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To be or not to be: It’s a ‘social’ dilemma

07:00 AM Sep 20, 2020 |

With 3.5 billion users around the world, the presence of social media in our daily lives cannot be undermined. In recent times, there’s been a growing awareness of the various pitfalls of these mediums — whether in the form of data privacy breaches, cyber-bullying, social engineering attacks or social media addictions. As critics point out, these platforms are designed to manipulate. The manipulation takes various forms: complex algorithms design your feeds to be more reflective of your preferences to keep you scrolling for extended durations of time.

Artificial intelligence-powered advertising ensures that users are ‘recommended’ targeted products and services. The ease with which fake news is disseminated and absorbed on social platforms, when combined with the magnitude of devastation such misinformation can leave in its wake, begs the question of whether social media has outlived its purpose in the present world. Deleting social media is a popular sentiment that has (ironically) garnered trending hashtags on several social platforms; but ‘switching off’ from social platforms the miracle cure we are seeking? More importantly, is it even necessary?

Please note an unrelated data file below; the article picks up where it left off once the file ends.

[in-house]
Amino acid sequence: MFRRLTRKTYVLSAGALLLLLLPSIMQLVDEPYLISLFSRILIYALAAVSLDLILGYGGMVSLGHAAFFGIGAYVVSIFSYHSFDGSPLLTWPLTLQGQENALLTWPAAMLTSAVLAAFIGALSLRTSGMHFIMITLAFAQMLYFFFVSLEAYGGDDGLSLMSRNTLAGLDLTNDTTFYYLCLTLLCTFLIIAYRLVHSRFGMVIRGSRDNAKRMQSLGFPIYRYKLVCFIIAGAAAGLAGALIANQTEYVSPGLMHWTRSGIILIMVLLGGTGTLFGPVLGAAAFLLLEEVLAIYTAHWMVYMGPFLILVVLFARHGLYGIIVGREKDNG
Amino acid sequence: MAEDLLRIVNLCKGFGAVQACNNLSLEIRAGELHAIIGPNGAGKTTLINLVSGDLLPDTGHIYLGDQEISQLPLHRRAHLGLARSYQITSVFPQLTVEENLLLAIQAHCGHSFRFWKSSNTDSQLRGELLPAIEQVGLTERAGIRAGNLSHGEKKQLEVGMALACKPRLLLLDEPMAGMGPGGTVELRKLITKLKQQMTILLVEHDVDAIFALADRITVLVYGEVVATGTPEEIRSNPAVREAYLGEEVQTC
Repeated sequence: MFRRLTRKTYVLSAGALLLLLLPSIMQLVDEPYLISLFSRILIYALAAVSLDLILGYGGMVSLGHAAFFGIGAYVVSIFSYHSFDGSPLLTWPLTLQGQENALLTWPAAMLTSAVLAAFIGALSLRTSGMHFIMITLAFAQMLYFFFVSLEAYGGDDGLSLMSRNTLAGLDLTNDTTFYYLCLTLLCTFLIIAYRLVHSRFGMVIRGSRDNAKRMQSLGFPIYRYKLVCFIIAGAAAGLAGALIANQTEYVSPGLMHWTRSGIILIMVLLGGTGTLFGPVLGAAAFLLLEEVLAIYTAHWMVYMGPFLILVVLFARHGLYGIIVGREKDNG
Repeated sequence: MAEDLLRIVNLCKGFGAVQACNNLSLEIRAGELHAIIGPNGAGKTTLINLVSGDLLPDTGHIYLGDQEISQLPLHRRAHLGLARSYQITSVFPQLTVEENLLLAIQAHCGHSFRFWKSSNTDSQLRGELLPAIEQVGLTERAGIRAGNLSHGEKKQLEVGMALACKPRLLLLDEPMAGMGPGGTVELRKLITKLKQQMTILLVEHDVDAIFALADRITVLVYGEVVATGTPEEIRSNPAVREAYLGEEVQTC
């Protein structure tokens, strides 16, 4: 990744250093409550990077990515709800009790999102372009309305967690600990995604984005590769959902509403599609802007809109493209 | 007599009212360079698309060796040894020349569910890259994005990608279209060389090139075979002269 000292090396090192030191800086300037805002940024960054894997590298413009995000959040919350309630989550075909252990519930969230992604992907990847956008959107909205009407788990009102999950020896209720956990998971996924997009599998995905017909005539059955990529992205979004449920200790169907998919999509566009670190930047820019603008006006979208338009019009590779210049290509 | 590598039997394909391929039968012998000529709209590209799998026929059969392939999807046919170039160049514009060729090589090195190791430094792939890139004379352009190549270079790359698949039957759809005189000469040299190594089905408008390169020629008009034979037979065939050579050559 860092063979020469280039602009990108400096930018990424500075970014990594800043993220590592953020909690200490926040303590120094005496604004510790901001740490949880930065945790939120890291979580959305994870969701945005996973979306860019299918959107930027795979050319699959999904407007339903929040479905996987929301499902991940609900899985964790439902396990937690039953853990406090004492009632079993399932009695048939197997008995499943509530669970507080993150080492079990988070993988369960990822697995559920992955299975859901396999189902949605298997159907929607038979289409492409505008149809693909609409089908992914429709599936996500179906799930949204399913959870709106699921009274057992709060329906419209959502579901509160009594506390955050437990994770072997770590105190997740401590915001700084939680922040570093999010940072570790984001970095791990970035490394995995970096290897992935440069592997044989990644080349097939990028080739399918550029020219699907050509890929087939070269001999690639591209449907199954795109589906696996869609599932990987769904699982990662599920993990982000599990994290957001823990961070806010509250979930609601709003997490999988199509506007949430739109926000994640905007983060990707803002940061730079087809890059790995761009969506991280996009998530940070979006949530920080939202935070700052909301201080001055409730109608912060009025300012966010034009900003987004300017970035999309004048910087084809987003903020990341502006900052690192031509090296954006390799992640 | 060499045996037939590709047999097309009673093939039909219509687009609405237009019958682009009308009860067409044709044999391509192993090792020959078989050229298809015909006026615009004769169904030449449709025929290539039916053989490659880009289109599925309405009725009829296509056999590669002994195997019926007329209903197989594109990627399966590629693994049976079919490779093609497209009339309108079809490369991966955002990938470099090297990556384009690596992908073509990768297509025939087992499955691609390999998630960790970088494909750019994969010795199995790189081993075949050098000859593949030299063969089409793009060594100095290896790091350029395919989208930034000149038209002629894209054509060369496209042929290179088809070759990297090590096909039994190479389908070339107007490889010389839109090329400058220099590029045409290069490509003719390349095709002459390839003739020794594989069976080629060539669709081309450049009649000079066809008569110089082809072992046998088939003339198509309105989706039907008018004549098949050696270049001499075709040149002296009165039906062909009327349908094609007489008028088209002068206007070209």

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You versus the machine

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“Although the concept of your brain and persona being commoditised sounds terrifying in theory, it isn’t new or limited to digital platforms. In fact, this has existed since the invention of media and advertising. With digital platforms, the difference is that the way these ads are delivered to you are more targeted and the means are more intelligent,” points out Dr Sagar Mundada, a psychiatrist at Health Spring.

As Gautam S Mengele, executive editor at CySpy, says, “Social media is so designed to amplify your existing use of the digital space. Just as it is a means for spreading misinformation and fake news, it is also a powerful platform for advocacy and socialisation.” By catering to a very primal need of human beings, as a species, to connect and bond, social media essays a vital role in contemporary social interactions. But when it comes to information gathering, it is important to recognise that the picture that social media presents to us isn’t necessarily accurate or all-encompassing. It is also crucial to understand the potential for social media addiction.

Calling out the fakes